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E.J. Manuel claims Buffalo's NFL playbook is simpler than the one he worked with at Florida State. It should be, according to guest commenter Jamarcus Russell, who in one reality explains how Jimbo Fisher tutelage turned him into the most successful and least successful player in an infinite number of varied universes of possibility.

I am Jamarcus Russell. I am 27 years old. I am also 17, and 38.

In your world I am a laughing stock. In another I have won three Super Bowls already. In still another I left football to become a fisherman. I am quite happy in that reality, I'm told by that other me, who is me, 42, and trim with a flowing neckbeard and a Vietnamese wife I love very much. We fish on the coast of Alabama. The sun sets behind the oil rigs; each ray splinters through the metal frames of the platforms. Each ray chooses its own path. Their energies live forever, and are never destroyed, but instead transformed.

You are talking to that man, and all of them, at once.

There was at one point one Jamarcus Russell. He entered the Jimbo Fisher offense on this play.


"You made a nice throw on this play, Jamarcus," he said, writing on the whiteboard.

"Sir, I've...I've never seen that play before." That Jamarcus had just reported to camp and settled into the dorms at LSU. He had, to his knowledge, never seen the play before, or even been coached for a single down by Jimbo Fisher.

"You have, Jamarcus. You've both thrown this play and already not thrown it. This play is every play. This play is no play at all. Our offense is multiple, Jamarcus. Are you aware of what that means, Jamarcus? Truly aware?"

I was not.

"Jamarcus, every single action creates reality. Every last single one of them. With each single twitch of the finger, you redefine reality. What'd you have for lunch, son?"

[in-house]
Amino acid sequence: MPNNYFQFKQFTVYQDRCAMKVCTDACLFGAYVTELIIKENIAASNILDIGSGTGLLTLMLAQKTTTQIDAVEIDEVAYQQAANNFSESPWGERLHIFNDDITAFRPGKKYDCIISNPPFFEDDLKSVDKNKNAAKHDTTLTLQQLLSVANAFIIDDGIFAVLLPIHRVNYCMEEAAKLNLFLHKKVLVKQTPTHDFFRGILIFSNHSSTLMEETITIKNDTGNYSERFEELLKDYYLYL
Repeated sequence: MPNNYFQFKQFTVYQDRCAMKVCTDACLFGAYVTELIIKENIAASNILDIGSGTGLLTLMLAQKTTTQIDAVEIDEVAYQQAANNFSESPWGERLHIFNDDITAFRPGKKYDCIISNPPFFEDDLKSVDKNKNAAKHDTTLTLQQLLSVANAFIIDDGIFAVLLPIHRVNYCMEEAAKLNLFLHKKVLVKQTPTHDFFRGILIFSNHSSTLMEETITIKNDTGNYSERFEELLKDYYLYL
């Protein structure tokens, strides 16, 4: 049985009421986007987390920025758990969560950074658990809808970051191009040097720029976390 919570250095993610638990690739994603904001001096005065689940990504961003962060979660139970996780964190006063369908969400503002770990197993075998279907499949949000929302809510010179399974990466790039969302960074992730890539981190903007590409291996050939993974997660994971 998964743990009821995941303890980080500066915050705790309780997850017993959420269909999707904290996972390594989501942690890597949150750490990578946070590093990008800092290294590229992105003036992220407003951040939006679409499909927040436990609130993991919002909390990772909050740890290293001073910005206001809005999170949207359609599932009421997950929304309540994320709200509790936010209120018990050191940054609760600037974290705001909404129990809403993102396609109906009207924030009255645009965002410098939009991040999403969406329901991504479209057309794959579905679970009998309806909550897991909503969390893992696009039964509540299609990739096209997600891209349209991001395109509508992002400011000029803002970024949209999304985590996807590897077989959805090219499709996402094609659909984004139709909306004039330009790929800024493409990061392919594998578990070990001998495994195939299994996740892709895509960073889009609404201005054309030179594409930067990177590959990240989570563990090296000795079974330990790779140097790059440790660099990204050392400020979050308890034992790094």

"I had a ham sandwich, sir. Some chips, too."

"Somewhere, there was another Jamarcus Russell who had a salad. And then another the next day, and the other, and somewhere yet another Jamarcus who continued doing this until he was a lean, mean killing machine of a football player. He's already out there somewhere, Jamarcus. You see what I'm saying?"


"Well...lemme just say this. What's the best thing an offense can be? Multiple, that's what. And what's the most multiple thing in the world? Everything, that's what. And what's the most inclusive view of everything?

"I dunno."

"Simple: the quantum playbook. Every play is your base play. Every pass route ends with every outcome. Every audible is on; every protection has been made, countered, and made again. Take the Z receiver here. He's running a post route, right?"

"Yeah, coach."

"Sure he is. But what if the middle of the field ain't open? Well, here's what could happen. He can turn that route upfield."


"And then turn into this."


"That'll freak 'em out, right?"

"Sure would, coach."

"Then he's running full speed towards the wall, right?"


"What's he gonna do, Jamarcus? Is he just gonna keep going and hit that durned ol' wall at 20 miles per hour? No sir, he's gonna duck through a wormhole just at the last second."

"A wha--"

"He'll find hisself on a mysterious train in a mythical island filled with riddles."


"Is that a touchdown, coach?"

"No, but it's fuckin' fascinating, that's what it is. You know what ain't on that mystic island of riddles?"

"What, coach?"

"A physical defensive back stiffing him at the line of scrimmage, that's what. Wide open all day and behind the defense to an extent they can't possibly comprehend. Who else runs THAT route, huh? That's the point, son: we're every offense at once, except in one place."

"That sounds confusing, coach."

"In certain realities it is, sure. But you'll get it, or you won't. It'll work out either way."

He was right. I went on that season to win ten games, and five, and also go undefeated. I was drafted by the Colts, the Chargers, and the Raiders. (The Raiders one was funny, and also not.) I left football, and stayed in, and did both, and also became a noted reality show star in Venezuela after three seasons in the league. JImbo was right: I was all things at once in the Jimbo Fisher offense: failure, success, mystery, plain fact, given, enigma, bot, human, ignominy, heroism, shame, and triumph.

The only defense for it, ultimately, was itself. On any night, it was all things, but ultimately had to walk the path between one choice and another. Those sunbeams had to split. E.J. Manuel never understood that on the night they lost to NC State, somewhere, just through the 3.4 centimeters of quantum matter separating us from the next plane of existence, he was in fact winning that same game, yet differently. His choice would be his, and would always be his unless he went to a black hole where time, space, light, and energy converge at an infinitely dense point from which there is no exit, no other side.

He went to Buffalo. That is the same thing, I'm told, at least according to those who know the universe's playbook better than we do.


P.S. There's a timeline where Jeff Bowden took over after Bobby retired. Florida State has two championships there. In basketball. Also that Earth is ruled by OwlLords.